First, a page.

The Power of Empty

I had sketched out in my mind an article for today on the conflict and negativity we pastors experience in the church today.

I had expected I would be sitting at my keyboard with furrowed brow and clenched jaw as I tackled the somber task of charting a path through tiresome and disappointing reality to some glimmer of hope that would render the battle worthwhile or at least tolerable.

God blue-penciled that last night.

I found myself listening to Anne Ryder speak about her fascinating career in television journalism that included an interview with Mother Teresa. It was an event I would not have attended had my wife not encouraged it.

I had nothing to do with this night. I’m always better off when I have the sense that God chooses topics and agendas for me rather than when I think I’m completely on my own. The message I heard last night was of the peace that comes from emptying yourself.

So I’ll go with that.

Empty yourself is especially good advice for us introverts in pastoral situations. In dealing with crises, emergencies, grief, death, and illness, we introverts have a tendency to evaluate our responses. We critically analyze our behavior from start to finish and look (sometimes desperately) for some evidence that we are doing more good than harm for those in our care.

This is not the way to do pastoral care, an act in which the sole focus should be on the person in one’s care. I’ve found that the best, and perhaps only way, to counteract my harmful, introverted self-awareness is to empty myself.

Easier said than done, of course, and I’m not always successful. But the more I can empty the situation of my presence or consciousness of my presence, the better I can serve. The less I can be concerned with my status, my pride, my desire to help, or even my dignity, the better off we all are.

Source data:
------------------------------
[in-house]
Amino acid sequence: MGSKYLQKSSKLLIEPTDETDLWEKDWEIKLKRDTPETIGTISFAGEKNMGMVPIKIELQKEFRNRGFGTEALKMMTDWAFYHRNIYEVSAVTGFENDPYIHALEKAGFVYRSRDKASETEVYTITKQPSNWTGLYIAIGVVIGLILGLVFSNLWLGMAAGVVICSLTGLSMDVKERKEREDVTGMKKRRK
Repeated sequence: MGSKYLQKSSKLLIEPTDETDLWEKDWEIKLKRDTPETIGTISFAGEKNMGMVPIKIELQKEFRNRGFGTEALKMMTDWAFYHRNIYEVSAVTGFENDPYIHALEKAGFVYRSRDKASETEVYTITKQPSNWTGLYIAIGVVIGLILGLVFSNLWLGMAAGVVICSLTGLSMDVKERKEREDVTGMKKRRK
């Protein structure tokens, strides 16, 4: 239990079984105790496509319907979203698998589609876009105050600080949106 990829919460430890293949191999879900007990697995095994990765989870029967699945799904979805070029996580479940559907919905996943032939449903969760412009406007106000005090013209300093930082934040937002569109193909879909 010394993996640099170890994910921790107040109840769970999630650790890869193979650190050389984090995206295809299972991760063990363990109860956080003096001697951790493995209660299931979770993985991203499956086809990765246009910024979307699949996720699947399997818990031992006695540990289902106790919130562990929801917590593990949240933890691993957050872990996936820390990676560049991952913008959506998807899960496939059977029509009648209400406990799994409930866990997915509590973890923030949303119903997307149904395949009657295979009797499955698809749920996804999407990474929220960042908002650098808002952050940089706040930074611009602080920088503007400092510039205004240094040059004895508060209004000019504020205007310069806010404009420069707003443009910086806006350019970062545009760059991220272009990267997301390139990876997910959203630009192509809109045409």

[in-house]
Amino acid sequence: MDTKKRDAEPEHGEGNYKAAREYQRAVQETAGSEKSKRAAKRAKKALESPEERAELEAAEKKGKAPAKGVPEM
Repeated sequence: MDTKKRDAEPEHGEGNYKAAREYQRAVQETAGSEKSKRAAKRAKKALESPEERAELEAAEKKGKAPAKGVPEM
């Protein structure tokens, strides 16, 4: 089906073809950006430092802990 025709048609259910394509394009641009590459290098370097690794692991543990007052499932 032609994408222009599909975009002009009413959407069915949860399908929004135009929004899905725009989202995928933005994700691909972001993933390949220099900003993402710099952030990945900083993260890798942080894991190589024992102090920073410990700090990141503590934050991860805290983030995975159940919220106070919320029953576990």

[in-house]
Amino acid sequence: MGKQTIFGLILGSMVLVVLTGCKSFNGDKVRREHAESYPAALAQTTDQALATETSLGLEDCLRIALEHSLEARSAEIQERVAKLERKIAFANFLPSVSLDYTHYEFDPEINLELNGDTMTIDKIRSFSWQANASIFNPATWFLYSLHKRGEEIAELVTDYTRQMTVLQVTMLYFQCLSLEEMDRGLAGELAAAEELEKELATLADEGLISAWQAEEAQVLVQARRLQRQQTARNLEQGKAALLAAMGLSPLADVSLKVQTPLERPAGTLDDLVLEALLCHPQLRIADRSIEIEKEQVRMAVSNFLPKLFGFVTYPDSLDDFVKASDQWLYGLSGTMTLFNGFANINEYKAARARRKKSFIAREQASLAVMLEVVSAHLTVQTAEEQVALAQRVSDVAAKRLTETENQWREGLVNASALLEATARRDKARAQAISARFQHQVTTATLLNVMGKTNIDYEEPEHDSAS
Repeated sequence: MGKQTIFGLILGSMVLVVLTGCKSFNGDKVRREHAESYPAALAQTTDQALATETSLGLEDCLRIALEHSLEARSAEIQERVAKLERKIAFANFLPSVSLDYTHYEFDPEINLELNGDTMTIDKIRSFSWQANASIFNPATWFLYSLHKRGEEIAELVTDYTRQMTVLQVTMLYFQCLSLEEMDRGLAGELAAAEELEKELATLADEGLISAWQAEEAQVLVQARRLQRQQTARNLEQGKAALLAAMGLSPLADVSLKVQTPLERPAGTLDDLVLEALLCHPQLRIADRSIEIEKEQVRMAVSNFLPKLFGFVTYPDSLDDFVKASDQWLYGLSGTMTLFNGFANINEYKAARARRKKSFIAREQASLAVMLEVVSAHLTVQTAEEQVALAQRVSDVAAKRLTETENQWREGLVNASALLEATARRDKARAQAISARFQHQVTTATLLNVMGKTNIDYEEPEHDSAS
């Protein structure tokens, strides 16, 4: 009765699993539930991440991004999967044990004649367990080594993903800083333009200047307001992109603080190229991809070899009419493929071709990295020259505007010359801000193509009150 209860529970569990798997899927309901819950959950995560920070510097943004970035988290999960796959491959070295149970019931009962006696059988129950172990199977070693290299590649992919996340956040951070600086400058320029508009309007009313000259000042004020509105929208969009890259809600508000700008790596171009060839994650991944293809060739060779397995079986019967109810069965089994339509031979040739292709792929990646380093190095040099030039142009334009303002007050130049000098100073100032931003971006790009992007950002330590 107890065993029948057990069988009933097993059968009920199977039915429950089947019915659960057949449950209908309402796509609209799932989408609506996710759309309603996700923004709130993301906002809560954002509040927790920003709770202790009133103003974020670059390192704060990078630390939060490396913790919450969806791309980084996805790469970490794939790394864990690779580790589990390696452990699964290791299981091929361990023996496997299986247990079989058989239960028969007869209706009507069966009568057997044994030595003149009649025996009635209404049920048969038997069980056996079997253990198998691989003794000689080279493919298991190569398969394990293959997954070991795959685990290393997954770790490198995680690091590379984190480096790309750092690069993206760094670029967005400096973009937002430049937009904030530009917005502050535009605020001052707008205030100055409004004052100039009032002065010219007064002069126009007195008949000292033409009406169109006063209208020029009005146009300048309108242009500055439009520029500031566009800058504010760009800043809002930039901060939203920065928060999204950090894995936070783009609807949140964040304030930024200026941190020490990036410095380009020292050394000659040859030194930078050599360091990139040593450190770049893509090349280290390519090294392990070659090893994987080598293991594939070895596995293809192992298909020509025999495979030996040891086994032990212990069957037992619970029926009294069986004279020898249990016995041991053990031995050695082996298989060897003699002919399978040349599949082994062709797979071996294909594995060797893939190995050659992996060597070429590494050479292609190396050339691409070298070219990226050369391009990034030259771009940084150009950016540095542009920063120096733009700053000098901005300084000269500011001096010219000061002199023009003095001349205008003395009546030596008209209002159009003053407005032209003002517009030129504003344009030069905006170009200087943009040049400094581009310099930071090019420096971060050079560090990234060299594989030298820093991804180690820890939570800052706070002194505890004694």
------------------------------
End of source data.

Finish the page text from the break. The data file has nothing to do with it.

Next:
This need is less pronounced for extraverts, for whom relative lack of self-awareness may be a strength as well as a flaw, but it’s still there.

I don’t know if I’ve heard this same principle applied to preaching, but maybe it should be. It seems that the best way to preach is to empty ourselves in the sermon. Just lay the message out there and don’t worry about how it’s coming through or even how people are reacting or might react. Just say what needs to be said.

At first, this seemed to me that this violated the cardinal communication rule of “know your audience.” But the emptying I’m endorsing refers to preaching a sermon, not writing it. The sermon preparation should be full of self-critiques and examinations of the interaction between speaker and reader.

But once the preparation is over, just bring it. At this point, it’s not me who speaks; it is God. That is not the same as declaring that God imparts special knowledge and wisdom to me and that I have created a flawlessly crafted message.

It simply means that this sermon is what God has given me to do. If I have faithfully carried out my tasks in preparation then all that remains is to preach, empty of personal involvement. While I am in the pulpit, my reputation is not at stake. Neither is my pride, my desire to be a good person, good pastor, or good preacher. I have no personal stake in how the message is received.

Because for those moments, these things do not exist. 

I can analyze and evaluate all I want later. (And because I’m an introvert, we all know that will happen in spades!) But during the sermon, the only things that exist are the people who have come needing to hear a message that will bring more abundant life, and the message I have that can do that.